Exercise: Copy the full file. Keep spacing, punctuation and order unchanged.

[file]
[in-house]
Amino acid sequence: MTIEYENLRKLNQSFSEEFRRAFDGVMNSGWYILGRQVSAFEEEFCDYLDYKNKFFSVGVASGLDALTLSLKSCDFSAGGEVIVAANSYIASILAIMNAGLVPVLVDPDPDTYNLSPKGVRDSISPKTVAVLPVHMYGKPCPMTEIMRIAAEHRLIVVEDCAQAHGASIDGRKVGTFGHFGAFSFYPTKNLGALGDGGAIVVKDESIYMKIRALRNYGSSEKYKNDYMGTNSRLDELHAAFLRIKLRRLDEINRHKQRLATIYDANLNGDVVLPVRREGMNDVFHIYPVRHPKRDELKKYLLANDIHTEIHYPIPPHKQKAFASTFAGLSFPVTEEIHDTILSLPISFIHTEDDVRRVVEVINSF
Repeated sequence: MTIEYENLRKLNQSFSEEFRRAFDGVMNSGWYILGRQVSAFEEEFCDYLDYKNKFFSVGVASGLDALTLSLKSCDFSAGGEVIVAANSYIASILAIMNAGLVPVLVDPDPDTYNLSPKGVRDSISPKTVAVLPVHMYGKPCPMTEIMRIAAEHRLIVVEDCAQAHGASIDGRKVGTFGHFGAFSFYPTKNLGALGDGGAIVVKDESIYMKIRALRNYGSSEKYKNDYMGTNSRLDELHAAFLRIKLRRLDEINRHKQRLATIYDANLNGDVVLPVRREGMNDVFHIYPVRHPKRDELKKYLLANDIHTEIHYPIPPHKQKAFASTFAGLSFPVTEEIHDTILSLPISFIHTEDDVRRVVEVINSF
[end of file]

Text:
[in-house]
Amino acid sequence: MTIEYENLRKLNQSFSEEFRRAFDGVMNSGWYILGRQVSAFEEEFCDYLDYKNKFFSVGVASGLDALTLSLKSCDFSAGGEVIVAANSYIASILAIMNAGLVPVLVDPDPDTYNLSPKGVRDSISPKTVAVLPVHMYGKPCPMTEIMRIAAEHRLIVVEDCAQAHGASIDGRKVGTFGHFGAFSFYPTKNLGALGDGGAIVVKDESIYMKIRALRNYGSSEKYKNDYMGTNSRLDELHAAFLRIKLRRLDEINRHKQRLATIYDANLNGDVVLPVRREGMNDVFHIYPVRHPKRDELKKYLLANDIHTEIHYPIPPHKQKAFASTFAGLSFPVTEEIHDTILSLPISFIHTEDDVRRVVEVINSF
Repeated sequence: MTIEYENLRKLNQSFSEEFRRAFDGVMNSGWYILGRQVSAFEEEFCDYLDYKNKFFSVGVASGLDALTLSLKSCDFSAGGEVIVAANSYIASILAIMNAGLVPVLVDPDPDTYNLSPKGVRDSISPKTVAVLPVHMYGKPCPMTEIMRIAAEHRLIVVEDCAQAHGASIDGRKVGTFGHFGAFSFYPTKNLGALGDGGAIVVKDESIYMKIRALRNYGSSEKYKNDYMGTNSRLDELHAAFLRIKLRRLDEINRHKQRLATIYDANLNGDVVLPVRREGMNDVFHIYPVRHPKRDELKKYLLANDIHTEIHYPIPPHKQKAFASTFAGLSFPVTEEIHDTILSLPISFIHTEDDVRRVVEVINSF